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    Troubleshooting Admission Control

    This topic discusses class of service (CoS) and call admission control (CAC) serviceability.

    To troubleshoot call admission control, you should understand the classifier policy profiles configured on your system. A classifier policy is the configuration that maps QCI (4G) and TC/THP (3G) to internal forwarding queues and defines packet loss priority. You can have multiple classifier policy profiles on your system. Therefore, understanding how these multiple classifiers interact with your system and with each other is key to understanding what to look for when you have problems with admission control.

    To understand CoS, you must understand the CoS policy. This policy is the configuration that manges quality of service (QoS) parameters. You can have multiple CoS policies on your system.

    CoS and CAC serviceability also depends on two other configurations:

    • Resource threshold policy which controls your system for CAC. You can have multiple resource threshold policies configured on your system.
    • The bandwidth pool, which allocates bandwidth sharing among APNs and the gateway. You can have multiple bandwidth pools configured on your system.

    Finally, you need to know about local policies. A local policy is a collection of a classifier profile, a CoS policy profile, a resource threshold policy profile, and a bandwidth pool. A local policy is so termed because it is attached to the gateway or to individual APNs.

    You can troubleshoot class of service and call admission control by examining:

    • Total system bandwidth and per APN bandwidth can be configured with percentage allocations to each QCI/Traffic-Class.
    • System ensures each QCI gets allocated system bandwidth optimally
    • Maximum-bearers configuration for the gateway
    • High or low threshold percentages for CPU, memory, system load, or maximum bearers with local policy to apply when a threshold is reached
    • Forwarding-class or loss-priority definition per QCI or traffic class
    • Local policy to cap maximum GBR, MBR, and AMBR values per APN

    Use the following commands to troubleshoot this environment:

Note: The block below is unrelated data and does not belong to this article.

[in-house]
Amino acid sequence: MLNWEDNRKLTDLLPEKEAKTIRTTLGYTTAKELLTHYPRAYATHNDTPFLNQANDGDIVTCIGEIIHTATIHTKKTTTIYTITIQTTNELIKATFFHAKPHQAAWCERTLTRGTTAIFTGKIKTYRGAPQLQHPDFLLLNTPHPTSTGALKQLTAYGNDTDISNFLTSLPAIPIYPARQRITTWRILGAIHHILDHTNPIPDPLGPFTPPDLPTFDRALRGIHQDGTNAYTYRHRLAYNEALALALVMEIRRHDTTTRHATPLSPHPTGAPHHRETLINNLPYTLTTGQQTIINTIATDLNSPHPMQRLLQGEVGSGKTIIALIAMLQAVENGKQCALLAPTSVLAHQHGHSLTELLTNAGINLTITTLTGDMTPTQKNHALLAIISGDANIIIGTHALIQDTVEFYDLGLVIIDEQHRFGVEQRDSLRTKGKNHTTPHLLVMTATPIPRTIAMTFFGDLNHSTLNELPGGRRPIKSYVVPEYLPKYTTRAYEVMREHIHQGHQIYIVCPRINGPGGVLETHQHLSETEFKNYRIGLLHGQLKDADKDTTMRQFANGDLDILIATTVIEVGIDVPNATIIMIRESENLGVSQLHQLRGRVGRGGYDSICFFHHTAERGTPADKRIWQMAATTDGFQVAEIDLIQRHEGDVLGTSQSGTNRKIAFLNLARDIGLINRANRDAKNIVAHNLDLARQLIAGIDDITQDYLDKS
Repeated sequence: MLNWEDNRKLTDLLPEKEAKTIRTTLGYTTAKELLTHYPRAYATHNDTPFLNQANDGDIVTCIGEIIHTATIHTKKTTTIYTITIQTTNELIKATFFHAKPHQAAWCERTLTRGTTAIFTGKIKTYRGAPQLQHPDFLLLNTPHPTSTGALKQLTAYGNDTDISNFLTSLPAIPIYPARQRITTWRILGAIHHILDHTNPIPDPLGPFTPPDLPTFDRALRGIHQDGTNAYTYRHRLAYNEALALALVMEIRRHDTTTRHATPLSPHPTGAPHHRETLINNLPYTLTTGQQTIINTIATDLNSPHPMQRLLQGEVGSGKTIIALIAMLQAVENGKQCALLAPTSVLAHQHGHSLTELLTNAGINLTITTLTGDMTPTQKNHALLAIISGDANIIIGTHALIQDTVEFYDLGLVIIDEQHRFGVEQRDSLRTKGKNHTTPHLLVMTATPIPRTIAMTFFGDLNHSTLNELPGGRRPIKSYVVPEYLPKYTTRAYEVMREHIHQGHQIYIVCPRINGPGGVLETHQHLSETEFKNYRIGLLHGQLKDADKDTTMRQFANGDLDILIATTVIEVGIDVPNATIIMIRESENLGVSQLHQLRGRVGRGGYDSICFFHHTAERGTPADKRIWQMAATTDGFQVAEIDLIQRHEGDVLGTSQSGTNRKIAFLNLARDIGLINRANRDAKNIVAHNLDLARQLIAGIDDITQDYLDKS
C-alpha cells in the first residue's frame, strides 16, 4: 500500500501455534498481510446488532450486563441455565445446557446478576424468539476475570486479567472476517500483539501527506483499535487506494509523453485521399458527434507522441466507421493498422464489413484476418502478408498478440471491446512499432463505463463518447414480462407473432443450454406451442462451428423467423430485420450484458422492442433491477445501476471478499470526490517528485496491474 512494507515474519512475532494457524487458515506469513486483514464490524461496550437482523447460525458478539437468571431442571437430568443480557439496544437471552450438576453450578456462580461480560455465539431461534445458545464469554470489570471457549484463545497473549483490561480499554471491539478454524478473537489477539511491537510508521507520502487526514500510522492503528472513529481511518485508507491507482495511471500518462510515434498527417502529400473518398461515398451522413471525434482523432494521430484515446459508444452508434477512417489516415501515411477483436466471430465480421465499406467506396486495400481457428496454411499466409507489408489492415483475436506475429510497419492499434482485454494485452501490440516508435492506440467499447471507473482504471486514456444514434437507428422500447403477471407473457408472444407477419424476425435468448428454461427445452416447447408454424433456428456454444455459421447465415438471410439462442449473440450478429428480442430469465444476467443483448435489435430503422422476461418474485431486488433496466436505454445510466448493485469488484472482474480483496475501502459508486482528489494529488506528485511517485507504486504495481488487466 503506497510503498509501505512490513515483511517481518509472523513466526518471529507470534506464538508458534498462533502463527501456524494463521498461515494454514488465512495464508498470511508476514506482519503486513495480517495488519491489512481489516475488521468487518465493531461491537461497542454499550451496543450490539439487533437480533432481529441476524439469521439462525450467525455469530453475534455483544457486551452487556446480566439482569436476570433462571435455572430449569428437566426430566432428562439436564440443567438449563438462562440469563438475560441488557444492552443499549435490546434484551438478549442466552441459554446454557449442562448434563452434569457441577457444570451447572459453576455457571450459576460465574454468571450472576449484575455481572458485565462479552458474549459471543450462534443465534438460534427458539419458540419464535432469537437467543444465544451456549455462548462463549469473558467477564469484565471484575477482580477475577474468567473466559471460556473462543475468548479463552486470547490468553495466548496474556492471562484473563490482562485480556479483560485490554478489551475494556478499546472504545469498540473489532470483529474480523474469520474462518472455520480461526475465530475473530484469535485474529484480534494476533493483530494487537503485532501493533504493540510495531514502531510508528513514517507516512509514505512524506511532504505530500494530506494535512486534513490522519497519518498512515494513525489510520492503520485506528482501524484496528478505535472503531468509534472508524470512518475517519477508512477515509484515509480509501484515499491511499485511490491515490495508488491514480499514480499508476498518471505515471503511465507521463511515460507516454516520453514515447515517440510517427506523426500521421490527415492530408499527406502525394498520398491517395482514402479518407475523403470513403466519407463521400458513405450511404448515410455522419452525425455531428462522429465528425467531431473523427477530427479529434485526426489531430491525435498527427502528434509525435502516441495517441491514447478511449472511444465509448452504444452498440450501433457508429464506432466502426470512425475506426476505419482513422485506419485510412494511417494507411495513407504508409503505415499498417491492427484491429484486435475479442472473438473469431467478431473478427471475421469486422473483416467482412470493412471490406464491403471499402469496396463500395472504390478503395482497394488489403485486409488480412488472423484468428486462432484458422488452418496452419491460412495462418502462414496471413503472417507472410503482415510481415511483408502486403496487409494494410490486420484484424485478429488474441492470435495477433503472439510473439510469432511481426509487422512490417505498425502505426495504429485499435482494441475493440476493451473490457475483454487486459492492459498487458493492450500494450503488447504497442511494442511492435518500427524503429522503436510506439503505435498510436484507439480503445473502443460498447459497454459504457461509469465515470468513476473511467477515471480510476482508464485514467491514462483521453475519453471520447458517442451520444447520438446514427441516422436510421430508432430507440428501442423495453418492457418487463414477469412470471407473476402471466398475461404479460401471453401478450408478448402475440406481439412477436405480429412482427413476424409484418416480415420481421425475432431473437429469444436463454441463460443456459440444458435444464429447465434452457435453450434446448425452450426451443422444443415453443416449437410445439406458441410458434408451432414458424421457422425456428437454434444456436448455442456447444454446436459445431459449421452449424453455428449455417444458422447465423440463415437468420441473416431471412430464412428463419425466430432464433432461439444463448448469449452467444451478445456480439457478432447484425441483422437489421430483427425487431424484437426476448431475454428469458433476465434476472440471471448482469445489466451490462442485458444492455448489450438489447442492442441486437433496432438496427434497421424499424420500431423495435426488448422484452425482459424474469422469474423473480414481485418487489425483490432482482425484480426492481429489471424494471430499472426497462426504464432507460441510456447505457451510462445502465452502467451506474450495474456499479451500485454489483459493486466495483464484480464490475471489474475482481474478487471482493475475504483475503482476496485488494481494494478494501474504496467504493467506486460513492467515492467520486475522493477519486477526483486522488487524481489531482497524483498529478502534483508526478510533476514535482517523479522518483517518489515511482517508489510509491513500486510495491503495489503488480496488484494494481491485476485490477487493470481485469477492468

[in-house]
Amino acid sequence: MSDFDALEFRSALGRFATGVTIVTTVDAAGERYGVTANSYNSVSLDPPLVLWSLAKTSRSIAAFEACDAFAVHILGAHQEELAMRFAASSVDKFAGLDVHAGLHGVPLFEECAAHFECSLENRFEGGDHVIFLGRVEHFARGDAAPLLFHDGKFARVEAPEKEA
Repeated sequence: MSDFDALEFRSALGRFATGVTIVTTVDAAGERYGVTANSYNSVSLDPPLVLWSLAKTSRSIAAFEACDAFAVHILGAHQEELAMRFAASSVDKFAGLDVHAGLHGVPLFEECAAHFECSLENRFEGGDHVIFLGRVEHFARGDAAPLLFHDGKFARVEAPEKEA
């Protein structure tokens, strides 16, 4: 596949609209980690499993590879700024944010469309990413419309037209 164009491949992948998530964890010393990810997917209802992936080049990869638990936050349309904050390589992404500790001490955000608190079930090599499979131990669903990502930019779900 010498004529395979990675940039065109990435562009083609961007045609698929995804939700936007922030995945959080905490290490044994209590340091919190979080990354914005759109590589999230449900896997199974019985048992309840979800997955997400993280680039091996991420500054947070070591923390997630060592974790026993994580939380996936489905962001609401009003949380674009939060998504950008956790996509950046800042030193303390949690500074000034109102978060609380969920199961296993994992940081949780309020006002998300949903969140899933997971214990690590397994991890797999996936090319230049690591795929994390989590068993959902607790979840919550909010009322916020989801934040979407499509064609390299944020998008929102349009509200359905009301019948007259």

• For subscribers, use the command:
      user@host > show unified-edge ggsn-pgw subscribers extensive
    • For preemption lists (priority levels), use the command:
      user@host > show unified-edge ggsn-pgw status preemption-list detail

    To debug QoS negotiation parameters:

    1. Check the session status to determine whether it is a visitor, roaming, or home session.
    2. Look up the local policy being applied to the APN.
    3. Match this local policy with its classifier profile, the CoS policy, and the bandwidth pool

    To troubleshoot calls rejected by CAC:

    1. Identify rejected calls by entering:
      user@host > show unified-edge ggsn-pgw qos statistics apn apn-namel

      Counters such as “No resources”, “Service denied”, “Authentication Fail”, “APN access denied” indicate rejected calls, but not necessarily by CAC.

    2. To verify the cause for rejected calls, look in the Routing Engine stats section:
      Active BearersCPU Load (%)Memory Load (%)

      These counters can indicate that the system is running out of resources.

    3. To verify that resource exhaustion is the source of the problem, enter these commands:
      user@host > show unified-edge rmps table gateway-bearersuser@host > show unified-edge rmps table apn-bearersuser@host > show unified-edge rmps table anchor-pfe-bandwidthuser@host > show unified-edge rmps table bandwidth-pools

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    Published: 2011-11-16